Evidence-based synthesis of the impacts of agro-ecological transition at the global scale to support integrated modelling and decision-making
Agriculture is the largest managed biome, with large potential for agro-ecological transition to play a crucial role in sustaining biodiversity, mitigating climate change and ensuring food security. Comprehensive evidence-based information on the multi-dimensional impacts of various agricultural practices can support decision-makers select effective transition pathways. Yet, currently no such global synthesis exists despite the abundant literature on agro-ecological systems.
AGRI-TE proposes to systematically synthetize quantitative evidence of the effect of main agro-ecological systems (e.g. agroforestry, organic agriculture, conservation agriculture) on the performance across multiple criteria such as biodiversity, agronomic, nutritional and economic outcomes. The synthesis of agro-ecological system performance metrics will be performed through a novel and state-of-the-art methodological approach with approx. 500 meta-analyses.
Based on these results, a systematic map will emerge to guide future research. The quantification of the performance, considering the quality of the studies, will allow to precisely informing decision makers of the performance of such systems using the largest multi-criteria evaluation ever produced.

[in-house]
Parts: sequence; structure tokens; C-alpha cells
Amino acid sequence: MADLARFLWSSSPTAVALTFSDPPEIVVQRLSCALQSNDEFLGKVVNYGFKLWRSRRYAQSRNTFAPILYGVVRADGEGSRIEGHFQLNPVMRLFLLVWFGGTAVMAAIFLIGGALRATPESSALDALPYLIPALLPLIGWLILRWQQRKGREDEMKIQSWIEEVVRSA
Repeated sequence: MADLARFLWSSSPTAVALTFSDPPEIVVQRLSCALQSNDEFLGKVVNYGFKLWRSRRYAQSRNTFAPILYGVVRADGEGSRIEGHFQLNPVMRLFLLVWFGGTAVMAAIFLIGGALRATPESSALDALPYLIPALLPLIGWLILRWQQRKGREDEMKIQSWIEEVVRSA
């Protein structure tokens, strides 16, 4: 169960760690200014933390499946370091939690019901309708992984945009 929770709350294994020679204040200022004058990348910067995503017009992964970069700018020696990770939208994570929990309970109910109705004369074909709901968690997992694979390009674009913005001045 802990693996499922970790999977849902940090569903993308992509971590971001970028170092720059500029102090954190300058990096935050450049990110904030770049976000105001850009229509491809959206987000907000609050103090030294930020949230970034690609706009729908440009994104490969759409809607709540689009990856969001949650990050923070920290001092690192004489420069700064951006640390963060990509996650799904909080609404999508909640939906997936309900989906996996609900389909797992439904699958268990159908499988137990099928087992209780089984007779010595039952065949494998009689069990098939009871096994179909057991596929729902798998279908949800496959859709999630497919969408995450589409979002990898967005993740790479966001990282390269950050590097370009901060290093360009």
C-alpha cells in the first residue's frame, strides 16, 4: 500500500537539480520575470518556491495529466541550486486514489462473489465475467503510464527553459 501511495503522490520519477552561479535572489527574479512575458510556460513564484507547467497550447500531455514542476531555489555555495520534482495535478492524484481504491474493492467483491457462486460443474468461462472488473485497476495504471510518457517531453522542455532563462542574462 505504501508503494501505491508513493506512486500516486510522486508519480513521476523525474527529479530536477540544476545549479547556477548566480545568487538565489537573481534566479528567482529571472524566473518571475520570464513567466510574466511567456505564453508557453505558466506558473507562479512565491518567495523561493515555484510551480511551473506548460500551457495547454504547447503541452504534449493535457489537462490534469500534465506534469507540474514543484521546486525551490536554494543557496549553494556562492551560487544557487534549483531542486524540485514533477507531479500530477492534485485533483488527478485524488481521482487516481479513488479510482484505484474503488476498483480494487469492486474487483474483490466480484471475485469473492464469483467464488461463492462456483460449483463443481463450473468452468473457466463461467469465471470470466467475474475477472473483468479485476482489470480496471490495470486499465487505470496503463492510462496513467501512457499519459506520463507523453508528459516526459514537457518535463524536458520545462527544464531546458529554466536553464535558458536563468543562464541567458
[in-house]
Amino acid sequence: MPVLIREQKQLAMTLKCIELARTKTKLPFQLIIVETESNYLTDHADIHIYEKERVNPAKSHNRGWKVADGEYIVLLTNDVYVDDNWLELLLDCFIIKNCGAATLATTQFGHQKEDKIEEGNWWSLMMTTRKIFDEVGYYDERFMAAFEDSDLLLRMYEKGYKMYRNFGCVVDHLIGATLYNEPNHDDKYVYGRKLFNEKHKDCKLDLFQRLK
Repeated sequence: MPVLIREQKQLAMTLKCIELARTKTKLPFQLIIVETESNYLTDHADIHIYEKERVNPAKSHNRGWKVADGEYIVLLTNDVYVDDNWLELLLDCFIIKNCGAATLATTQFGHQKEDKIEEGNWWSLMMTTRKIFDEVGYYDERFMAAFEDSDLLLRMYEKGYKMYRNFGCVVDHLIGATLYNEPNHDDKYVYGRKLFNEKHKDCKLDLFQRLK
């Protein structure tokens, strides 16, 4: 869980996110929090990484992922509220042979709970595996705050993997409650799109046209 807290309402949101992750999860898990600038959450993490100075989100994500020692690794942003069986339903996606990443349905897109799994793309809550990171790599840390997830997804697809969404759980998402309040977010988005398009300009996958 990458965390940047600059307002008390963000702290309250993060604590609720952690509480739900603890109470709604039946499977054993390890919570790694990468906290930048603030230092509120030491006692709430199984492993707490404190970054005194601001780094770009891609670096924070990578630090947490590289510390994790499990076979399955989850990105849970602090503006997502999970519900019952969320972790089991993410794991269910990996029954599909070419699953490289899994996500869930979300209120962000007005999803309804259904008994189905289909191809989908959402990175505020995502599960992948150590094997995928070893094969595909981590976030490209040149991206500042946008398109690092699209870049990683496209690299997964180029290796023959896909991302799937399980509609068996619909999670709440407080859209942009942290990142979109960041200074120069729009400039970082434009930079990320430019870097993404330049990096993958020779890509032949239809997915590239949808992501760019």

Members of the AGRI-TE and INDYSEM projects at CESAB in July 2021
Damien BEILLOUIN – CIRAD, HORTYS (France)
Jonathan BONFANTI – CIRAD, HORTYS (France)
David MAKOWSKI – INRAE, UMR agronomie (France); Sarah JONES – The Alliance of Bioversity and CIAT-CGIAR (France); Gaëlle DAMOUR – CIRAD, UPR GECO (France); Claudine BASSET-MENS – CIRAD, UPR HORTYS (France); Abishek CHAUDHARY – Institute of Technology (India); Matthew MITCHELL – University of British Columbia (Canada).
AGRI-TE brigs together experts in agronomy, ecology as well as in databases and statistical analyses.
 Bonfanti J, Langridge J & Beillouin D (2023) A global database to catalogue the impacts of agricultural management practices on terrestrial biodiversity. Data in Brief, accepted. DOI: 10.1016/j.dib.2023.109555.